On the practical side you probably want potential students to know more about you and your studio. Does your studio have a website? Add a code to fliers, business cards and brochures that links to any page on your website. As an aside, while you’re at it you might want to check your website--is it optimized for mobile viewing? Test it on your own mobile device. Can you read the content you want clients to see? Are the buttons and links functioning on your homepage? Are you using Flash? Now is the time to make sure you can be reached from either a desktop or a mobile phone. More and more people are using mobile devices as their primary access to the internet. Once you're sure that students can find your site add a QR Code to your printed materials.
Even if you don’t have a website you can still use QR codes creatively. A VCard code adds your contact information to a user’s mobile device. With a TEXT code you can send a text with your contact info, studio promotions, a discount code, you name it.
As I stated earlier, there are more applications for a school classroom than a private music studio, particularly a studio with young students, yet I’ve listed a few that might work for yours.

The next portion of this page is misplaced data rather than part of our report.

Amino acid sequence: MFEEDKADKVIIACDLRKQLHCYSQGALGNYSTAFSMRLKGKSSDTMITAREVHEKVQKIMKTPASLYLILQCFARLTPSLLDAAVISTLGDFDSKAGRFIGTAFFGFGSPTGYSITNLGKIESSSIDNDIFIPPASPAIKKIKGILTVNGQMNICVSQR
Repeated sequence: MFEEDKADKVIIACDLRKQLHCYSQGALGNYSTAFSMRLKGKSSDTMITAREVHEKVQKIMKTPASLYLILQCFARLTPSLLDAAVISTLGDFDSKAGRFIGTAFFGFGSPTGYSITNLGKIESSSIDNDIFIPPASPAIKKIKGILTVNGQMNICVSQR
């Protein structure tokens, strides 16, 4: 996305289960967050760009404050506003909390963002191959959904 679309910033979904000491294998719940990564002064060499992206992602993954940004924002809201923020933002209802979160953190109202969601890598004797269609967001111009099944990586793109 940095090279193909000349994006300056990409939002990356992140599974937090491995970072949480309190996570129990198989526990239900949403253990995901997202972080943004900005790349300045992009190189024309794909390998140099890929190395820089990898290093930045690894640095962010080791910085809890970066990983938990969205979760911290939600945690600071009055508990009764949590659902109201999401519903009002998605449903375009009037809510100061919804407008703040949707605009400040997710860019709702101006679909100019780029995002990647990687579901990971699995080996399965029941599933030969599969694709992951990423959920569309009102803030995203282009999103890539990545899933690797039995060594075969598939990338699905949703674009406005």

Have your students help make their next recital program and learn some more about composers at the same time. With student’s research on composers and pieces a QR code could be printed next to their name in the program. Link the code to student research that you have placed in a DropBox folder. The audience can read program notes created by the students prior to the concert or later at home. If you don’t want to include student program notes you can skip the paper programs altogether and simply share one copy of the program to a public DropBox folder. With one large code displayed at the venue parents scan the code before the concert and access the program on their phones. Some activities require more preparation from the teacher. Group lessons for younger students are a great place to play games with codes. Using codes is a good alternative to dice or spinners. Make up several cards printed with codes that link to text with playing instructions, for example a certain number of repetitions, specific articulations, musical terms. Students draw cards and scan the codes with the teacher’s mobile device, then play the instructions.